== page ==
Can Schools Punish Students for Self-Defense?

 Self-defense is the right to prevent suffering force or violence by using a sufficient level of counteracting force or violence. It is justification for applying force when you perceive that you are in danger. The pressure, however, should be proportionate to that of the attacker. In this article we shall see Can Schools Punish Students for Self-Defense?

Many schools in the US take a strict stance on fighting in school, some even have a zero-tolerance policy, and because of this, you can get punished for using self-defense during an altercation with another student. It would not matter if you were the instigator or not. The principle of self-defense is quite different in the educational environment in that it is virtually non-existent today. That has caused quite the controversy because it takes away your lawful rights as a person to defend yourself from harm and discourages you from standing up against bullies.

Can Schools Punish Students for Self-Defense?

What Is A Zero Tolerance Policy?

Zero-tolerance policy results in compulsory expulsion of any student who commits one or more specified offenses during school hours or on school grounds. Such policies are usually specific, and they generally come with severe punishments such as suspension or expulsion.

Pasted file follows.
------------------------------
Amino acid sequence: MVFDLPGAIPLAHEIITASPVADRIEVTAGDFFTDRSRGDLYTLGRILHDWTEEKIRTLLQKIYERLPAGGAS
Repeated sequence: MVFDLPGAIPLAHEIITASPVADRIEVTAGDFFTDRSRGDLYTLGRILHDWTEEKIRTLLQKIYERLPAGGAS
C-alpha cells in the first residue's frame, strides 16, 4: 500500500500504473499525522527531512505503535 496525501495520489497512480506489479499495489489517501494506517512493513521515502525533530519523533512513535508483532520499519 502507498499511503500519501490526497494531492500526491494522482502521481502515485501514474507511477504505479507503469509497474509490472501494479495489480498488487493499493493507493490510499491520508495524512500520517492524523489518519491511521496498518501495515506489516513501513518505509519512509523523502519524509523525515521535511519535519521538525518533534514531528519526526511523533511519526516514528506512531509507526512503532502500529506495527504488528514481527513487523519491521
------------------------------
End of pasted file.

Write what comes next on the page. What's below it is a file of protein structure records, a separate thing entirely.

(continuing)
As far back as the ’80s, zero-tolerance policies have been used to curtail specific offenses like drugs or assault, then progressed even further to cover guns, tobacco, and alcohol possession on school property. In recent years, however, the term has become shorthand for all punitive school discipline policies.

Schools that have these policies believe that they discourage students from getting into fights with each other.

If you are involved in a scuffle at school, and your school has a zero-tolerance policy about fighting on school grounds, you are likely to get punished. It would not matter if you were not the aggressor and you were only trying to defend yourself because there is no tolerance for fighting, no matter the reason.